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Markets fall as Moderna chief predicts existing Covid vaccines will struggle with Omicron – business live

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Anxiety over the Omicron variant is rippling through the financial markets again this morning, after the chief executive of drugmaker Moderna warned that existing Covid-19 vaccines are unlikely to be as effective against the Omicron variant as they have been against Delta.

Stéphane Bancel’s comments, to the Financial Times, have hit Asia-Pacific stocks, and the oil price, just a day after markets had stabilised after Friday’s tumble.

The FT says:


The chief executive of Moderna has predicted that existing vaccines will be much less effective at tackling Omicron than earlier strains of Covid-19 and warned it would take months before pharmaceutical companies can manufacture new variant-specific jabs at scale.

Stéphane Bancel said the high number of Omicron mutations on the spike protein, which the virus uses to infect human cells, and the rapid spread of the variant in South Africa, suggested the current crop of vaccines may need to be modified next year.

“There is no world, I think, where [the effectiveness] is the same level . . . we had with Delta,” Bancel told the Financial Times in an interview at the company’s headquarters in Cambridge, Massachusetts.

He added: “I think it’s going to be a material drop. I just don’t know how much because we need to wait for the data. But all the scientists I’ve talked to . . . are like ‘this is not going to be good’.”

The Moderna chief executive’s comments come as other public health experts and politicians have tried to strike a more upbeat tone about the ability of existing vaccines to confer protection against Omicron.

The news has knocked risk-sensitive currencies, with the Australian dollar dropping to a one-year low.

Sean Callow
(@seandcallow)

Moderna CEO Predicts Vaccines to Struggle With Omicron: FT (BBG)
…A$ making marginal new lows since November 2020 #ausbiz pic.twitter.com/g030HtFp77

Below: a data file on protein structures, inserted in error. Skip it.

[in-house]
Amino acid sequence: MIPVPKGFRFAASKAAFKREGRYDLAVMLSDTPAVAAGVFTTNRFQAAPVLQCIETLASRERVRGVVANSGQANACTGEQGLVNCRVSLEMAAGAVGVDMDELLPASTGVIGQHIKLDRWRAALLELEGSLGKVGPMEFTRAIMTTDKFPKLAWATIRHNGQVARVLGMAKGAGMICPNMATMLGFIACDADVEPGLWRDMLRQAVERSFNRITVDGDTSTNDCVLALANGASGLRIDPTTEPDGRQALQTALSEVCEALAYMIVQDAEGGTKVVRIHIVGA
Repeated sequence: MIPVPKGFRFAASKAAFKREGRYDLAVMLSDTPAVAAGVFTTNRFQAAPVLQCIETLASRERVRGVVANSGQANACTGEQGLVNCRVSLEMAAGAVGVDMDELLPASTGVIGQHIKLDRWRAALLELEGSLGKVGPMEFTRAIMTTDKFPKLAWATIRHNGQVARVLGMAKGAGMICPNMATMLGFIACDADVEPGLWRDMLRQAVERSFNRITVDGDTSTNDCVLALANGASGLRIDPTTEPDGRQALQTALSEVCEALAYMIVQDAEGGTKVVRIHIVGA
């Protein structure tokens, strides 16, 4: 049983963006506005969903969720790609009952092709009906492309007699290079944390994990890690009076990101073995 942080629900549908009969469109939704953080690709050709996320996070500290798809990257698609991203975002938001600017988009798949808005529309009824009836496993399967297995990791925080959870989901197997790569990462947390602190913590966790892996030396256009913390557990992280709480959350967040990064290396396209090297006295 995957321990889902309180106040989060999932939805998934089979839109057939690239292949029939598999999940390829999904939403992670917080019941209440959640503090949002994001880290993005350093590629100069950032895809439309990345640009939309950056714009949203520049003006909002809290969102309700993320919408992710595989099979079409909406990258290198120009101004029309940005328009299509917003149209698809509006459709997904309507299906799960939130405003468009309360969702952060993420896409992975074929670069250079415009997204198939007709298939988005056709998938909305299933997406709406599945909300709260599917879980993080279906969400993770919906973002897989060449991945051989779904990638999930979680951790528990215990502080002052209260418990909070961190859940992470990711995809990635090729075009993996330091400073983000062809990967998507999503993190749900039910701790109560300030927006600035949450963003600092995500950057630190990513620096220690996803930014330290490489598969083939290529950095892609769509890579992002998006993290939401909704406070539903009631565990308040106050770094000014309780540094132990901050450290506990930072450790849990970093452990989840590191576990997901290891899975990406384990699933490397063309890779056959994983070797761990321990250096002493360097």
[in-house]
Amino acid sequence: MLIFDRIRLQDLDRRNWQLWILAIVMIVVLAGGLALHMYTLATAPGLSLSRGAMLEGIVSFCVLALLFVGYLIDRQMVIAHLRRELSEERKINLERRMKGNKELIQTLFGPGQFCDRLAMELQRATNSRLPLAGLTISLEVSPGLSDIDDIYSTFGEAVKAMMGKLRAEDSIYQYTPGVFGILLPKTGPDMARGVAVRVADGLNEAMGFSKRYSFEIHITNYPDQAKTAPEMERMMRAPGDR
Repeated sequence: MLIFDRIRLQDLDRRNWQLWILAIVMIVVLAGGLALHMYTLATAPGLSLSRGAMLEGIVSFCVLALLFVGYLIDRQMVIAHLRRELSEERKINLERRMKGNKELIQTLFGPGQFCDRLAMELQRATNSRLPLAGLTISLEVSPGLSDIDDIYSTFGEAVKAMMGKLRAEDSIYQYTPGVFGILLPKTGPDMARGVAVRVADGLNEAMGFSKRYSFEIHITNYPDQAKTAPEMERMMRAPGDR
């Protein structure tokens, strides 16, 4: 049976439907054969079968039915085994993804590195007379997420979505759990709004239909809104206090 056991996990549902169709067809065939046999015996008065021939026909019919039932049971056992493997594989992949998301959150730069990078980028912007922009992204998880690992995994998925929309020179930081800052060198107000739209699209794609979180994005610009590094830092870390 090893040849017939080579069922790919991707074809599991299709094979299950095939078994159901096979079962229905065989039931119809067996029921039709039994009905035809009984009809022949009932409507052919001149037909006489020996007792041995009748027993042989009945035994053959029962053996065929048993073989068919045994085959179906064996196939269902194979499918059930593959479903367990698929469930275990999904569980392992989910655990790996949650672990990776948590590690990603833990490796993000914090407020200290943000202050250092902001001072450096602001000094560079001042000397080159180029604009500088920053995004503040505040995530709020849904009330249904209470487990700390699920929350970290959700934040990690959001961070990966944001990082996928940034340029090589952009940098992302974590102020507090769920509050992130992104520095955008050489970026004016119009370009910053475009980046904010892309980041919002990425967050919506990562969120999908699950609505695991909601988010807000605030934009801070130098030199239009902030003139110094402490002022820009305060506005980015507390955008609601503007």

November 30, 2021

Japan’s Nikkei stock market index sank by 1.6%, as Bancel’s comments worried investors.

Gearoid Reidy
(@GearoidReidy)

Japan’s stocks reverse earlier gains and end up with the Nikkei down 1.6% after the Moderna CEO says in an FT interview that there is “no world” in which the effectiveness of vaccine is the same with omicron as it was with delta. pic.twitter.com/eSwRjfrp5y


November 30, 2021

European markets are heading for a lower open, with the FTSE 100 seen falling around 1%.

IGSquawk
(@IGSquawk)

European Opening Calls:#FTSE 6987 -1.73%#DAX 14962 -2.09%#CAC 6610 -2.46%#AEX 770 -2.15%#MIB 25451 -2.27%#IBEX 8248 -2.45%#OMX 2229 -1.92%#SMI 12074 -1.20%#STOXX 4010 -2.43%#IGOpeningCall


November 30, 2021

Yesterday, the World Health Organization said Omicron poses a “very high” global risk, and is likely to spread internationally.

Overnight, Hong Kong has widened a ban on entry for non-residents from several countries. Non-residents from Angola, Ethiopia, Nigeria and Zambia would not be allowed to enter as of November 30.

Non-residents who have been to Austria, Australia, Belgium, Canada, the Czech Republic, Denmark, Germany, Israel and Italy in the past 21 days would not be allowed to enter the city from December 2nd.

England’s mask mandate returns today, meaning people will be required by law to wear a face covering in certain places.

America’s top central banker, Jerome Powell, will testify to the Senate later today, where he’ll explain how the Omicron variant poses a downside risk to the US economy, and complicates the inflation picture.

The agenda

  • 8.55am GMT: German unemployment report for November
  • 10am GMT: Flash estimate of Eurozone inflation in November
  • Noon GMT: India’s third-quarter GDP report
  • 1.30pm GMT: Canada’s third-quarter GDP report
  • 3pm GMT: US house price index for September
  • 3pm GMT: US Federal Reserve chair Jerome Powell testifies to the Senate Banking committee



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